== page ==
When a Serbian-backed assassin gunned down Archduke Franz Ferdinand in late June 1914, the world seemed unmoved. Even Ferdinand’s own uncle, Franz Josef I, was notably ambivalent about the death of the Hapsburg heir, saying simply, "It is God’s will." Certainly, there was nothing to suggest that the episode would lead to conflictmuch less a world war of such massive and horrific proportions that it would fundamentally reshape the course of human events.
As acclaimed historian Sean McMeekin reveals in July 1914, World War I might have been avoided entirely had it not been for a small group of statesmen who, in the month after the assassination, plotted to use Ferdinand’s murder as the trigger for a long-awaited showdown in Europe. The primary culprits, moreover, have long escaped blame. While most accounts of the war’s outbreak place the bulk of responsibility on German and Austro-Hungarian militarism, McMeekin draws on surprising new evidence from archives across Europe to show that the worst offenders were actually to be found in Russia and France, whose belligerence and duplicity ensured that war was inevitable. Whether they plotted for war or rode the whirlwind nearly blind, each of the men involvedfrom Austrian Foreign Minister Leopold von Berchtold and German Chancellor Bethmann Hollweg to Russian Foreign Minister Sergei Sazonov and French president Raymond Poincarsought to capitalize on the fallout from Ferdinand’s murder, unwittingly leading Europe toward the greatest cataclysm it had ever seen.
A revolutionary account of the genesis of World War I, July 1914 tells the gripping story of Europe’s countdown to war from the bloody opening act on June 28th to Britain’s final plunge on August 4th, showing how a single monthand a handful of menchanged the course of the twentieth century.
©2013 Sean McMeekin (P)2013 Audible, Inc.
Richard Henry Valdez
Yes, most likely in July 2014 for the 100th anniversary of the start of WWI.
This book goes into more detail than the Guns of August about the actual start of the war, specifically, the 34 days between Franz Ferdinand's assassination and the attack by Austria-Hungary on Serbia.
A major problem with the narrator is that he isn't pronouncing the German names right. He pronounces von Moltke's name wrong. When he first said "Molt," I actually stopped listening and thought "Who the Hell is 'Molt?'" It's pronounced mɔltkə, two syllables.
Audible Inc. needs to make sure that their narrators have cheat sheets to pronounce names right. It can really throw you off when you hear a name pronounced wrong like Moltke.
Yes, there are many details in the story that are worth rehearing.
The Guns of August. They are both good narratives, but this is more current
He needs to research the correct pronunciation of names. For example, "Choristers Bridge," the shorthand name for the Russian foreign office, is pronounced with a silent "h." Many other names are mispronounced, but that one grates.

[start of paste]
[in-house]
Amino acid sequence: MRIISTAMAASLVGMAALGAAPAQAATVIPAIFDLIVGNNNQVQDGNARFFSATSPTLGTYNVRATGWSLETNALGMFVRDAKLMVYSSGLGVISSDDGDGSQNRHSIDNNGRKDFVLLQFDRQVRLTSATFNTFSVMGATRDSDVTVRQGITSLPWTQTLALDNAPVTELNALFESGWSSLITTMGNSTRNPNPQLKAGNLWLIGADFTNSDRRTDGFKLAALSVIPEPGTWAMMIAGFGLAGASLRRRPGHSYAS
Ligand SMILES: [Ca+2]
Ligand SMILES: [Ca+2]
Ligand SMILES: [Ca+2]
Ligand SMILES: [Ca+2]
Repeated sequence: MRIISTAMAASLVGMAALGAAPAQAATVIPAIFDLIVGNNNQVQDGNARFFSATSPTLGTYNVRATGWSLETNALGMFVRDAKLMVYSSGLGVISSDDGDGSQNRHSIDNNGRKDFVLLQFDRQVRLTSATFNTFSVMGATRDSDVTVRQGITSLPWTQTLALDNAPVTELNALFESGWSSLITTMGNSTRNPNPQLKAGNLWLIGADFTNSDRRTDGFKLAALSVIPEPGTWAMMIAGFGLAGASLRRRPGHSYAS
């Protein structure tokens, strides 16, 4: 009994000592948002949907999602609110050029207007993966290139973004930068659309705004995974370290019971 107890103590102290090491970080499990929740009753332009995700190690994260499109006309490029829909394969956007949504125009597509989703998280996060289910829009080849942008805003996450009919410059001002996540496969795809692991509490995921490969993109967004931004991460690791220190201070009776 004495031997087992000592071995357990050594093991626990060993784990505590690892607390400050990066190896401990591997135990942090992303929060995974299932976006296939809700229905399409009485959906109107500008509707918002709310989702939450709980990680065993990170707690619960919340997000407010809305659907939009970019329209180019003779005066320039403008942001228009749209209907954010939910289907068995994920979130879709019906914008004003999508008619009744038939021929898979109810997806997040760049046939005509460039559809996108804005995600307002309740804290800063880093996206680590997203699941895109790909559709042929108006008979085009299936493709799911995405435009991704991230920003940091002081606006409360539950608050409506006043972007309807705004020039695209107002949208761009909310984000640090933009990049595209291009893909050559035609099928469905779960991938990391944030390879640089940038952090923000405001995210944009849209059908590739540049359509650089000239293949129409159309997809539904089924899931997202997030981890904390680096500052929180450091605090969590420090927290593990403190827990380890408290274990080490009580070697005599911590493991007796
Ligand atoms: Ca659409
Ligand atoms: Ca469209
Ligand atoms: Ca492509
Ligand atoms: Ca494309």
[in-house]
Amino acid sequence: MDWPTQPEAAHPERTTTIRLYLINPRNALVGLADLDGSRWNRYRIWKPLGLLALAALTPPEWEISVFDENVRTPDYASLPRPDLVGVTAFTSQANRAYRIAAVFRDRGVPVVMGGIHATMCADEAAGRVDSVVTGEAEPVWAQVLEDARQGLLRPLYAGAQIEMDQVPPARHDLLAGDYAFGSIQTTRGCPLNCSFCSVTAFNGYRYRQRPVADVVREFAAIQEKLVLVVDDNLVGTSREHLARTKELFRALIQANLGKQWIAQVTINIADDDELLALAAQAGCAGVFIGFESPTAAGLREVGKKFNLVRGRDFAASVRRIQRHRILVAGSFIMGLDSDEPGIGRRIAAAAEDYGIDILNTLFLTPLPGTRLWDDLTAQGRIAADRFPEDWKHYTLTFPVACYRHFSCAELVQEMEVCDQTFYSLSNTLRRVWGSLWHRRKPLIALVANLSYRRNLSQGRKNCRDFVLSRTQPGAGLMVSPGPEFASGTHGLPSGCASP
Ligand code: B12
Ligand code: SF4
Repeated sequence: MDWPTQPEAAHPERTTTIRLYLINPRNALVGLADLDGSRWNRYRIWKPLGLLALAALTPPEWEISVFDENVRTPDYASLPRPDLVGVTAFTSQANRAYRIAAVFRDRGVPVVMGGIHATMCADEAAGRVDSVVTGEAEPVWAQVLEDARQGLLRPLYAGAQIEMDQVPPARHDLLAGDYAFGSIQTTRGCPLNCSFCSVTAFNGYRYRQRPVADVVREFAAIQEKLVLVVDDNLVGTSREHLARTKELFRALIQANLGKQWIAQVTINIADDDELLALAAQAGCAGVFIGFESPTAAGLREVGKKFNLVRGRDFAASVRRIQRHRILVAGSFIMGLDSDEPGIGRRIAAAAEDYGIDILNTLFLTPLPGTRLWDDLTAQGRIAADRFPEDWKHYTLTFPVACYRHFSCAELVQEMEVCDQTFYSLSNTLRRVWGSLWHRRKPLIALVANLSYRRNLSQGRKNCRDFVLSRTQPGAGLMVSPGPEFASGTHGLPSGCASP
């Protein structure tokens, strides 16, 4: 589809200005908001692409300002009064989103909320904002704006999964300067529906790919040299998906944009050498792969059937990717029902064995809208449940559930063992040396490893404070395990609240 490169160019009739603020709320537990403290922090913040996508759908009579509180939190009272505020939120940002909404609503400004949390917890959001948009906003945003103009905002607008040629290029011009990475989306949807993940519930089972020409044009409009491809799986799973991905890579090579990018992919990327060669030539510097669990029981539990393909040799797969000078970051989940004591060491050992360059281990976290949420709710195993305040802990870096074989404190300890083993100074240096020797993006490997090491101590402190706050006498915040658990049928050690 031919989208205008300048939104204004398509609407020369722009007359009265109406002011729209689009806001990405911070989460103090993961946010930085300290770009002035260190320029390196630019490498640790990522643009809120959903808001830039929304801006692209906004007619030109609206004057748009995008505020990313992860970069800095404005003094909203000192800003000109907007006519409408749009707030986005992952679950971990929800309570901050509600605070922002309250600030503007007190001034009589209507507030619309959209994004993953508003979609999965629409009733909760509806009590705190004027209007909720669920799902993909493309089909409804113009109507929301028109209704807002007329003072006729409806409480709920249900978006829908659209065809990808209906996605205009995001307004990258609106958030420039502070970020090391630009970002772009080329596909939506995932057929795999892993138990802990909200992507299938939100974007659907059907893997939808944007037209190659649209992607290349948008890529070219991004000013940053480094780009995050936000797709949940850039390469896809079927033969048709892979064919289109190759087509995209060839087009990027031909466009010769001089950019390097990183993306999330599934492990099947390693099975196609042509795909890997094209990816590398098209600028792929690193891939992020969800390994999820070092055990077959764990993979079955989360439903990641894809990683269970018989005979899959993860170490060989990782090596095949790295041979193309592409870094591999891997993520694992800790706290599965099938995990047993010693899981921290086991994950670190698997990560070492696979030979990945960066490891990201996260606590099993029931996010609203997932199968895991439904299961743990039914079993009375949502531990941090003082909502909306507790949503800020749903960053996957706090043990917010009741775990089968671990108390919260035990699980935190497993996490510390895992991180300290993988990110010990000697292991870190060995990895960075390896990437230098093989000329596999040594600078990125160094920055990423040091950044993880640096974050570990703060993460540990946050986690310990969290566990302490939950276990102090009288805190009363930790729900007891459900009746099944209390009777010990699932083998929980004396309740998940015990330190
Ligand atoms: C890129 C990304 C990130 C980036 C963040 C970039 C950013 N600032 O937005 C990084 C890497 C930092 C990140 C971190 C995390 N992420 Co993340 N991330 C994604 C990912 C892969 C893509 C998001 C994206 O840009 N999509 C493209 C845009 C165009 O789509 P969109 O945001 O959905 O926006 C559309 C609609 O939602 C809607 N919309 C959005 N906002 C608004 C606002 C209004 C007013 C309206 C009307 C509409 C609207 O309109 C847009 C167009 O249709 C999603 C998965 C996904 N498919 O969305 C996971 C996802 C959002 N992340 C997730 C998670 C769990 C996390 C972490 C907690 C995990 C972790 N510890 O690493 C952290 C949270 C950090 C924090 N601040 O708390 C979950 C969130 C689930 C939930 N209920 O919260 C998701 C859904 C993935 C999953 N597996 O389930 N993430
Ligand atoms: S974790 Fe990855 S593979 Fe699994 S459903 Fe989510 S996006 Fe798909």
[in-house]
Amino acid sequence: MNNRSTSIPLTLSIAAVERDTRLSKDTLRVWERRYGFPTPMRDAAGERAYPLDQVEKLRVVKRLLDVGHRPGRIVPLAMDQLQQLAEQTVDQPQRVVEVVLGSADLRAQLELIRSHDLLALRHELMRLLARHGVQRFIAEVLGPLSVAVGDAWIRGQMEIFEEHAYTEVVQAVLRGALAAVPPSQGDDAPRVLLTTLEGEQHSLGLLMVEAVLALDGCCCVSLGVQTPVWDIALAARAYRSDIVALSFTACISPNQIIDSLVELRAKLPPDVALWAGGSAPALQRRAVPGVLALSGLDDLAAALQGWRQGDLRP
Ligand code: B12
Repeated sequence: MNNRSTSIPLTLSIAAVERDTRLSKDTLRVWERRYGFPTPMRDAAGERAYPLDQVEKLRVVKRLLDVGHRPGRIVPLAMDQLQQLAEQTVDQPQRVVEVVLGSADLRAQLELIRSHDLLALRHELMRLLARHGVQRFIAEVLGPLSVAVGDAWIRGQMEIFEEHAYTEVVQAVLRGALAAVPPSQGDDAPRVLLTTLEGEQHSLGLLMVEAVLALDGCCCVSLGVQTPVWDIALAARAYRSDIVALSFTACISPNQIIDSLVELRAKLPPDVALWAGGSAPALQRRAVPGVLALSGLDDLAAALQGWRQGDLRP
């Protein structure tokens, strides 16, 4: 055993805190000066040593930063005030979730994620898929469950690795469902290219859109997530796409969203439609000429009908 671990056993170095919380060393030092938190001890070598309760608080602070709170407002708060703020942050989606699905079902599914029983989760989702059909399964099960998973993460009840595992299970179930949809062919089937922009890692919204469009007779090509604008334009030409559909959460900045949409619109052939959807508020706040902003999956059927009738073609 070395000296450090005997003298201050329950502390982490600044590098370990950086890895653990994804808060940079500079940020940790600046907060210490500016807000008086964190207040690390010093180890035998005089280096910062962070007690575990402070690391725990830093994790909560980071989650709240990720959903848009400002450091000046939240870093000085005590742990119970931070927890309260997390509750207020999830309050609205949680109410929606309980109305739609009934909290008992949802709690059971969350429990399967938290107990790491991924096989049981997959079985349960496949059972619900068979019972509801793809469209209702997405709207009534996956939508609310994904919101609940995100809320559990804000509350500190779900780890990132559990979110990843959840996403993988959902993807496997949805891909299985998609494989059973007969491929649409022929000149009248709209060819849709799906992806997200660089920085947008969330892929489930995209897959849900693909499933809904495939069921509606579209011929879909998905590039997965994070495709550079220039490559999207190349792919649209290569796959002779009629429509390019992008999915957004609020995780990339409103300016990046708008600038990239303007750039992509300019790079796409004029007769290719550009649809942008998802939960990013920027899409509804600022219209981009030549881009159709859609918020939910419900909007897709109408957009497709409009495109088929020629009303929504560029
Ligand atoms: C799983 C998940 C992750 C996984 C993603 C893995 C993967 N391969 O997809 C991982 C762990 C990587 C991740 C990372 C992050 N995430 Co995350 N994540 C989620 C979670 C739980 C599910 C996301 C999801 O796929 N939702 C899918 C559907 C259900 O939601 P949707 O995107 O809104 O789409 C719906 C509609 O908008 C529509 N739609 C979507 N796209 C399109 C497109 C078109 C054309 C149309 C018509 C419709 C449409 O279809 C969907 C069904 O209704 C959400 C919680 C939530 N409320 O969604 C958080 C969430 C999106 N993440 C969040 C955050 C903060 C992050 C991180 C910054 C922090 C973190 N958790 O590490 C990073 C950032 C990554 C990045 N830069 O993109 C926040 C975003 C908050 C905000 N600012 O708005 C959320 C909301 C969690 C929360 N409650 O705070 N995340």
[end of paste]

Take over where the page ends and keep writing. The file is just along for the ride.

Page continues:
It is a very valuable corrective to the standard interpretation, which places the heaviest portion of the blame for the start of WWI on the Central Powers, especially Germany. It is clear that blame must be more widely apportioned, and that the Dual Monarchy must be given a heavier portion.
Probably not. In theory the structure of the book should be really well suited for an audiobook. The events of July of 1914 make for such a dramatic and gripping story. With many non-fiction books it's easy to phase out while listening, and then realize you've have no recollection of the last 15 minutes of the book. There's no danger of that here. But the constant mispronunciation of names is grating, and a real problem.
The most interesting bits to me were the handling of the crisis in France and Russia. The pre-planned French Balkan Inception scenario, the aggressive stance of Poincare during the StP meeting, and the prepared plans and execution of the Russian mobilization (based on a hidden early mobilization while trying to prevent German mobilization for as long as possible via diplomacy). McMeekin's telling of these parts ends up painting a very different picture than the "standard" explanation where the German war council of 1912 is treated as the smoking gun.
But this isn't a one-sided book by any means. In the final analysis McMeekin seems happy to heap blame of the war on everyone involved. (Even the British, who if this book is to believed must have had one of the most gullible diplomatic corps and least effective foreign ministry of the era.)
Maybe one that doesn't have difficult foreign words for him to mangle. It wasn't a bad narration otherwise.
The July Crisis makes for an exciting story and this is a well written account. Unfortunately it is also an essentially false account. McMeekin makes a number of assertions to support his Russian guilt thesis that are flat out wrong. Just to give one example, the story about the Kaiser's greeting of Bethmann Holweg on July 27 is based on Bulow's memoirs but has been shown to be an invention by Albertini and others. The sad fact is that readers unfamiliar with the intricate details of the July Crisis will be seriously mislead by this book.
Disappointed that such a seriously flawed book is taken as an accurate account of the July Crisis by so many people.
"A good book but let down by the narration"
How could anyone think it was a good idea to pick a sonorous American narrator and fail to coach him in how to pronounce any European language? (Or even British English - Lord Salisbury is pronounced as "sal-iss-bury")
A well written telling of how the world stumbled to war. Well written but not inspiring
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